Key takeaways from Day 2 of impeachment hearings
Former U.S. Ambassador to Ukraine Marie Yovanovitch walks into the hearing room following a break as she testifies before the House Intelligence Committee on Capitol Hill in Washington, Friday, Nov. 15, 2019, in the second public impeachment hearing of U.S. President Donald Trump's efforts to tie U.S. aid for Ukraine to investigations of his political opponents. (AP Photo/Susan Walsh)
WASHINGTON -- Day Two of the House impeachment inquiry of U.S. President Donald Trump featured a career diplomat with a soft voice and a powerful story.
Marie Yovanovitch, under questioning from the Democrats, said she felt threatened by the president as she detailed the story of being abruptly recalled from her post as U.S. ambassador to Ukraine.
Some key takeaways from Yovanovitch's testimony:
POLITICAL IS PERSONAL
This was no staid, bureaucratic tale told by a distant and removed narrator.
Yovanovitch's account was, instead, deeply personal, colored with outrage over having been "knee-capped" by lies and her abrupt recall from a country about whose fate she cared deeply. After a "smear campaign" she said involved Trump's personal lawyer, Rudy Giuliani, and was amplified by cable news hosts and the president's oldest son, Donald, Jr., she was directed in April 2019 to come back to Washington on the next plane because she no longer had the confidence of the president.
"I remain disappointed that the (State) Department's leadership and others have declined to acknowledge that the attacks against me and others are dangerously wrong," Yovanovitch said.
She said professional public servants serve U.S. interests regardless of who occupies the White House, and she invoked the diplomats who were killed in the 2012 Benghazi attacks, tortured in captivity in Iran, and injured in mysterious attacks in Cuba.
"We honour these individuals. They represent each one of you here -- and every American. These courageous individuals were attacked because they symbolized America," she said.
Yovanovitch left no doubt that she interpreted some of the Trump's cryptic comments about her -- "she's going to go through some things," among them -- in the most chilling way.
"It didn't sound good," she said. "It sounded like a threat."
The effect of the president's comments, she said, "is very intimidating" and not just for her but for others who might be inclined to publicly attack corruption.
To which Democrat Adam Schiff, the chairman of the House intelligence committee, responded: "Well, I want to let you know, Ambassador, that some of us here take witness intimidation very, very seriously."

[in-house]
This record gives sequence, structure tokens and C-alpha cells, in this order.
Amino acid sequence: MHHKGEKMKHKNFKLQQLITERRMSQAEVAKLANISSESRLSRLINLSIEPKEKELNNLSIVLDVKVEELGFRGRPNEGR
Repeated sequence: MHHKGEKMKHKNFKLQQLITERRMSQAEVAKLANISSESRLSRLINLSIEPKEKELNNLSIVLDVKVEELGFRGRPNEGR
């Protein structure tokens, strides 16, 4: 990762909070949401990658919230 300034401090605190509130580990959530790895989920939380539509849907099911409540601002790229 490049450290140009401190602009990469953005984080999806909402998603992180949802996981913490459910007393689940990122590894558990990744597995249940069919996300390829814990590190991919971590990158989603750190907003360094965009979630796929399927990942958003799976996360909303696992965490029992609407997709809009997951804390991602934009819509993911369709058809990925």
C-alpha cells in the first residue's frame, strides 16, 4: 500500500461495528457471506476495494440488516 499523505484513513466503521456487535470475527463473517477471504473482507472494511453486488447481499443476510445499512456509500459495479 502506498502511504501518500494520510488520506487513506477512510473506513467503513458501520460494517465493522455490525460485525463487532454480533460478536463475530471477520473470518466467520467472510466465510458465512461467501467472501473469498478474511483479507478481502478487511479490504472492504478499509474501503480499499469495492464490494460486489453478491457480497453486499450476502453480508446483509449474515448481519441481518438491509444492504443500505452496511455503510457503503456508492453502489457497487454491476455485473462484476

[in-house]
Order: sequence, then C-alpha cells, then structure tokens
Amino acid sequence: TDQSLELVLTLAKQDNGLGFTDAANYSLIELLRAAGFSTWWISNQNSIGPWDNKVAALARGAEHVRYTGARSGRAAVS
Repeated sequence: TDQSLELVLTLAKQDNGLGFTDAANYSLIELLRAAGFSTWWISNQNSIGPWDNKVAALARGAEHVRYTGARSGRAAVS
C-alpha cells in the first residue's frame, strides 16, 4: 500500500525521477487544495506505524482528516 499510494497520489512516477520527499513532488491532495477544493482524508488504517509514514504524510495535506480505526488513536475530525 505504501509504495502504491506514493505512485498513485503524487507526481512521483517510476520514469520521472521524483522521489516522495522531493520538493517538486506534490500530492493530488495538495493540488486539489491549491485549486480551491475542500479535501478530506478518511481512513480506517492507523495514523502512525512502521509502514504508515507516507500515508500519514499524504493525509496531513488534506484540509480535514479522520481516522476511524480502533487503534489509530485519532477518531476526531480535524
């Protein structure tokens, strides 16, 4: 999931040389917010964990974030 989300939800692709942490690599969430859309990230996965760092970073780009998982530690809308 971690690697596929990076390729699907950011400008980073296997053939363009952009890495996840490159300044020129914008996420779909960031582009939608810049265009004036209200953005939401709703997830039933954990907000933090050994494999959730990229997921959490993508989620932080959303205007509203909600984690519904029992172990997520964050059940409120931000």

TRUMP SMEARS THE WITNESS
He would be too busy to watch, said the White House.
He'd tune into an opening statement delivered by the top Republican on the panel, Rep. Devin Nunes, but spend the rest of the day "working hard for the American people," Press Secretary Stephanie Grisham said.
Instead, Trump responded to the hearing in real time, castigating Yovanovitch by tweet as she testified about her poor treatment by Trump and his administration.
"Everywhere Marie Yovanovitch went turned bad," tweeted Trump, pointing to the time she spent in war-torn Somalia and in Ukraine, where Trump said "the new Ukrainian President spoke unfavourably about her."
He also defended his decision to pull her from her post, arguing the U.S. president has an "absolute right to appoint ambassadors" who serve "at the pleasure of the President."
Schiff read Trump's tweet to Yovanovitch and suggested it was part of a campaign of "witness intimidation."
Yovanovitch described the president's attacks as "very intimidating."
`WERE YOU INVOLVED?'
Republicans avoided impugning her character. They mostly steered clear, too, of challenging her decades-long career in diplomacy.
Instead, the questioning from Rep. Devin Nunes, the top Republican on the committee, and Steve Castor, the GOP chief investigative counsel, appeared aimed at blunting the impact of her testimony by getting her to concede the key events and discussions she was not part of -- including the fact that she had not spoken to Trump for all of 2019.
Were you involved, Nunes asked at one point, in the July 25th phone call between Trump and Ukraine president Volodymyr Zelenskiy or in the preparations for it? No, I was not, Yovanovitch replied.
How about, he asked, the deliberations over the "pause" in military aid to Ukraine as the U.S. reviewed the new president's "commitment to corruption reforms?" Were you involved in that?
"For the delay?" she asked
"For the pause," Nunes pointedly replied
"No," Yovanovitch, conceded, "I was not."